by Joe Sanders
Available now on DVD from Acorn Media
Film Monthly Home
Short Takes (Archived)
Small Screen Monthly
Behind the Scenes
New on DVD
Books on Film
What's Hot at the Movies This Week
Lost Empires is a dramatic British mini-series telling the story of Richard (Colin Firth) who, after being injured in battle during World War I, has returned home to join his Uncle Nick’s (John Castle) traveling variety show. Nick works as a magician in the show alongside singers, dancers, and comedians like Harry (Laurence Olivier). Richard goes from working backstage to becoming more involved with the performance and business elements of the show; the whole time enjoying a series of romantic affairs with the revolving door of female characters that spring up during the series.
If you’re a fan of Masterpiece Theatre and similarly presented British dramas, then there’s no reason you won’t enjoy this, too, but a large portion of Lost Empires’ audience will have trouble connecting with the now antiquated mode of storytelling. Based on J.B. Priestley’s novel, the miniseries moves very much like a novel. It’s slow and detail-oriented and this will make it more than a little boring to a lot of viewers. It’s a difficult lesson to learn, but a story that works in a novel form cannot be slavishly recreated in a television format. The process of adaptation demands some change and reinvention to be effective, and this story’s sloppy, overly-realistic structure does not successfully utilize the conventions and possibilities of the TV format.
Colin Firth demonstrates that, even at a young age, he was going to be an enormously successful talent. He does a fantastic job of carrying the seven part mini-series basically by himself. His performance is reserved and believable in its subtlety and one can’t help but feel that his talents were somewhat wasted in this low-budget, over-hyped endeavor.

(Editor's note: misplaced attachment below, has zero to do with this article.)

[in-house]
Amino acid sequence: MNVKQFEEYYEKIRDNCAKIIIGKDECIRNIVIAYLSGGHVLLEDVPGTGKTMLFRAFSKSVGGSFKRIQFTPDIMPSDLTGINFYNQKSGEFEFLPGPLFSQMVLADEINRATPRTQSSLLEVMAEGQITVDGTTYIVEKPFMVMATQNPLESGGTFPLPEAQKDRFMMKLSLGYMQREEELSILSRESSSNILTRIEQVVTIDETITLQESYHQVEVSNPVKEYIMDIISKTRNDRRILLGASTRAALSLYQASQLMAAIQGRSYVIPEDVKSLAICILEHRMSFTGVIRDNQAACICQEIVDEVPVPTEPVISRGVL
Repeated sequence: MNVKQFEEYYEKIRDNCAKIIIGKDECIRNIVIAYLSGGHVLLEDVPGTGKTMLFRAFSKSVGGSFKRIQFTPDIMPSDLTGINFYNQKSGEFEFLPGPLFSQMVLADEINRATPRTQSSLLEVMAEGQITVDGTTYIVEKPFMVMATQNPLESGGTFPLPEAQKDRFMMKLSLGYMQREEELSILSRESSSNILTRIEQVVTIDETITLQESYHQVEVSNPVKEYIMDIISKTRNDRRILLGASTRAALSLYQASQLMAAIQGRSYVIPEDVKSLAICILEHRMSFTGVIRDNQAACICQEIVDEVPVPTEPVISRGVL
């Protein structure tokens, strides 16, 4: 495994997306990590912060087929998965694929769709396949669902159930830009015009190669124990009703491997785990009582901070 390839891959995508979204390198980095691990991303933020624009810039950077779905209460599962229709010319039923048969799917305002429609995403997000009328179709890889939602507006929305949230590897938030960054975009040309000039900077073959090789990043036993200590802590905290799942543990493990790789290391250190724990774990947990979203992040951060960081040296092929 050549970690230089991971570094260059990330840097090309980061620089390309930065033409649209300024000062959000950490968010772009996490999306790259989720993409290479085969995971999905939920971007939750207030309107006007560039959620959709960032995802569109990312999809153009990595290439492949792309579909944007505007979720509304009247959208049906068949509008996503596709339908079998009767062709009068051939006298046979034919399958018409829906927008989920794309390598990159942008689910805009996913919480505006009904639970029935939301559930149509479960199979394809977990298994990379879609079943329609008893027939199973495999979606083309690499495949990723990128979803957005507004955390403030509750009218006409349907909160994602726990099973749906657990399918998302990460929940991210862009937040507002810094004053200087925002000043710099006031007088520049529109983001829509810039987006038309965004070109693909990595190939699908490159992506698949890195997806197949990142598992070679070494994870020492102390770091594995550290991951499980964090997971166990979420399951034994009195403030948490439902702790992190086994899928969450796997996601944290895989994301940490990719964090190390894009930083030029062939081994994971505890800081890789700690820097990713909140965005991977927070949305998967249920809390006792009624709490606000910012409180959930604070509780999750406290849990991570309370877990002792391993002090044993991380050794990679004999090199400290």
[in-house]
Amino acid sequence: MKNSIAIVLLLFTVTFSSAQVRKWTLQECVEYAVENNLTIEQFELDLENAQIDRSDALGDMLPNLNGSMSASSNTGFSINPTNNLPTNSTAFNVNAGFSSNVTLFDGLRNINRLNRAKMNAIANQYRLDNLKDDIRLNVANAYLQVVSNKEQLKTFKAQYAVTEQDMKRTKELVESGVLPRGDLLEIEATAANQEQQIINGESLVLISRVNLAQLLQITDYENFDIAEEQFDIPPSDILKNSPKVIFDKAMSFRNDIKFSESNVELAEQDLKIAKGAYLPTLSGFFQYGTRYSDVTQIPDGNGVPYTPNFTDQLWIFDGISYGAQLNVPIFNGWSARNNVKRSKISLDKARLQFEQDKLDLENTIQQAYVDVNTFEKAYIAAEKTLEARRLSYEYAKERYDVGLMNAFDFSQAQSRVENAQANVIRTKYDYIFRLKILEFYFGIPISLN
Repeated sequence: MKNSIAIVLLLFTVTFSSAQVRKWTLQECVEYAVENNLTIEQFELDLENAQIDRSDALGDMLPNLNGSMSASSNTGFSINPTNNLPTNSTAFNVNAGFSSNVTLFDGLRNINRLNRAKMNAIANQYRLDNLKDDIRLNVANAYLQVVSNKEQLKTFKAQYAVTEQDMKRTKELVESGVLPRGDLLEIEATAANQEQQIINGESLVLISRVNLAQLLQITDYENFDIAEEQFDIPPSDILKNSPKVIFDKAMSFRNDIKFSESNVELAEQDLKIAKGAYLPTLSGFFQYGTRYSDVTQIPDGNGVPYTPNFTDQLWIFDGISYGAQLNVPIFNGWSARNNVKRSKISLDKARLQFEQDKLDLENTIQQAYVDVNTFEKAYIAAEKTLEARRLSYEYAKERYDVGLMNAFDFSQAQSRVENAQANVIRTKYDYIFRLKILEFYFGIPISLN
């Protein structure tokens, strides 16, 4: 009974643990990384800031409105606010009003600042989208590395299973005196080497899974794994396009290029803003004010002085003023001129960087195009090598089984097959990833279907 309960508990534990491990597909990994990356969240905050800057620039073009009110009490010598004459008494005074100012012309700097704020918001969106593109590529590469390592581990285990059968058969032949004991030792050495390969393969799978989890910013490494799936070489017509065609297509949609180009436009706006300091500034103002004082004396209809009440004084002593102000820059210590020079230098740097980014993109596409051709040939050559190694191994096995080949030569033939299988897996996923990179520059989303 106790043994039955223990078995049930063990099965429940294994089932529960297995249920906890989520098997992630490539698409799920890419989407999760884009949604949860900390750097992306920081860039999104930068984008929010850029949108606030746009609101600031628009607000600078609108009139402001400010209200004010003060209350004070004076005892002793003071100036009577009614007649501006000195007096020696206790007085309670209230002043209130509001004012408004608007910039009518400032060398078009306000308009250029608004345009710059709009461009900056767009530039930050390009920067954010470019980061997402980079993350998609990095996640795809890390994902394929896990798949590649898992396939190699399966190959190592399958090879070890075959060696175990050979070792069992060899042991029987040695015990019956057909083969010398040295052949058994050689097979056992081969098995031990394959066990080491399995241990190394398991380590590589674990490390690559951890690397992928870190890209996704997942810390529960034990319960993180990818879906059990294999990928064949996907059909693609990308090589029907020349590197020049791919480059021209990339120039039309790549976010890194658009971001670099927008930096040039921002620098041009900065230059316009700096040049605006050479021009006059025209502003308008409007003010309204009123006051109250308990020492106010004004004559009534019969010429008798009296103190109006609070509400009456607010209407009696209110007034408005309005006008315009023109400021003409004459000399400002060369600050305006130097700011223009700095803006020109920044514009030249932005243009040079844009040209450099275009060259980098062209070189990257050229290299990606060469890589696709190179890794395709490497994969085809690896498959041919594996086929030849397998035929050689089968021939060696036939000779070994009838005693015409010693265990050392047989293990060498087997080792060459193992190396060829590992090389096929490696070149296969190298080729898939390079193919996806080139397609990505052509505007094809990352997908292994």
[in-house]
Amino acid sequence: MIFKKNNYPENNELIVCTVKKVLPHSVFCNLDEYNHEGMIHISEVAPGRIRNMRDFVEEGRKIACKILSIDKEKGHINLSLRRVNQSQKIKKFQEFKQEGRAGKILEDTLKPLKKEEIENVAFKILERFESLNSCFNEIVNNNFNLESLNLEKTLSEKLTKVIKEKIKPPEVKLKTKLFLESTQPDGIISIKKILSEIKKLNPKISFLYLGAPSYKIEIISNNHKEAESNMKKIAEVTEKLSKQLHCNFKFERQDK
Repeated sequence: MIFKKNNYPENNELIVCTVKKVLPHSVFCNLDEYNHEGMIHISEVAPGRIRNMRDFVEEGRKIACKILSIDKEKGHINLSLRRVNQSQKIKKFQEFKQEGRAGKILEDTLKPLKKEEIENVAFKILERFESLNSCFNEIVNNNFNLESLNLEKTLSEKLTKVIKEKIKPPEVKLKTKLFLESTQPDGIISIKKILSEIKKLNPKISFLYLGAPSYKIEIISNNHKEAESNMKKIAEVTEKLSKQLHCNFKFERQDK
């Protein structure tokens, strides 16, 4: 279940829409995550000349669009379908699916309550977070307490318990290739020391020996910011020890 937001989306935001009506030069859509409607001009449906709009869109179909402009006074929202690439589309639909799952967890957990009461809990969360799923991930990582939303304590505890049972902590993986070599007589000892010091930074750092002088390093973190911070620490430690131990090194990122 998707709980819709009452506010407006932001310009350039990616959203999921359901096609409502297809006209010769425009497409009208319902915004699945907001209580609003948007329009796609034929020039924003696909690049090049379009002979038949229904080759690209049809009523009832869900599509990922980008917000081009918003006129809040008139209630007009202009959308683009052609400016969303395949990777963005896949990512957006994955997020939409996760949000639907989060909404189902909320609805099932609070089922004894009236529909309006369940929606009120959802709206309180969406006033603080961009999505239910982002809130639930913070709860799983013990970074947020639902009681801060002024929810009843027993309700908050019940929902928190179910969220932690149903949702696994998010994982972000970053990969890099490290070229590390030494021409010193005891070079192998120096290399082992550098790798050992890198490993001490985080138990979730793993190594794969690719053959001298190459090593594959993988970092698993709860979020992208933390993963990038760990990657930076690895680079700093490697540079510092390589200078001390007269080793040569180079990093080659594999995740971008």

Probably the most surprising aspect of this is how much credit is given to Laurence Olivier, who received an Emmy nomination for his portrayal of failed comedian Harry Burrard. Olivier is hardly in the show, and doesn’t leave that large of an impression when he is on screen. His scenes have a certain level of emotional resonance, and the character is likeable enough, but the only thing remarkable about these scenes is that they star Laurence Olivier. It’s also important to note that this was one of Olivier’s final performances. He appeared in one film (War Requiem) three years later in 1989, the same year he died.
Worthy of much more credit is John Castle, who plays Uncle Nick. He’s a paternal presence in the series not only for the Firth’s character but also for the audience. We relate to him and trust him and want to see him succeed. As fun as it is to see all the old fashioned vaudevillian acts in these seven episodes, Uncle Nick’s magic acts are definitely the best. On top of that, his tendency to show off at Billiards and other skills makes for some very entertaining sequences throughout the series.
Joe Sanders is a playwright and college instructor in Kalamazoo, Michigan. He has a Master’s degree in playwriting and a Bachelor’s degree in creative writing from Western Michigan University, where he currently teaches Thought and Writing.
Got a problem? E-mail us at firstname.lastname@example.org